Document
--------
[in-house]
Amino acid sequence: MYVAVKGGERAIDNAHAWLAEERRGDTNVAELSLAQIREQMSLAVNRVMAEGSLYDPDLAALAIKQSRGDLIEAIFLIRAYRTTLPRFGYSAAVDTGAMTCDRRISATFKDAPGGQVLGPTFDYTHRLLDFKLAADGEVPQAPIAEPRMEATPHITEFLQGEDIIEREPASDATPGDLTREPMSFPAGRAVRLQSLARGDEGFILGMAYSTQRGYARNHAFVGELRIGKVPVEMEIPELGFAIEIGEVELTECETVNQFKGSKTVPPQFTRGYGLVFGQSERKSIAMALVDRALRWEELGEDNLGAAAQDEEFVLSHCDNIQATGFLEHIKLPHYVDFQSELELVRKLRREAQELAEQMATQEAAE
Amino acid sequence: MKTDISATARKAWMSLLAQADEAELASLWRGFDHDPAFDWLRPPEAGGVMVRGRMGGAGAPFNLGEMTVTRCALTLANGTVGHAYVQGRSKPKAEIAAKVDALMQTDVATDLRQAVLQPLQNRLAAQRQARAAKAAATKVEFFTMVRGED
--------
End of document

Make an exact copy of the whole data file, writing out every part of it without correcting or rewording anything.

[in-house]
Amino acid sequence: MYVAVKGGERAIDNAHAWLAEERRGDTNVAELSLAQIREQMSLAVNRVMAEGSLYDPDLAALAIKQSRGDLIEAIFLIRAYRTTLPRFGYSAAVDTGAMTCDRRISATFKDAPGGQVLGPTFDYTHRLLDFKLAADGEVPQAPIAEPRMEATPHITEFLQGEDIIEREPASDATPGDLTREPMSFPAGRAVRLQSLARGDEGFILGMAYSTQRGYARNHAFVGELRIGKVPVEMEIPELGFAIEIGEVELTECETVNQFKGSKTVPPQFTRGYGLVFGQSERKSIAMALVDRALRWEELGEDNLGAAAQDEEFVLSHCDNIQATGFLEHIKLPHYVDFQSELELVRKLRREAQELAEQMATQEAAE
Amino acid sequence: MKTDISATARKAWMSLLAQADEAELASLWRGFDHDPAFDWLRPPEAGGVMVRGRMGGAGAPFNLGEMTVTRCALTLANGTVGHAYVQGRSKPKAEIAAKVDALMQTDVATDLRQAVLQPLQNRLAAQRQARAAKAAATKVEFFTMVRGED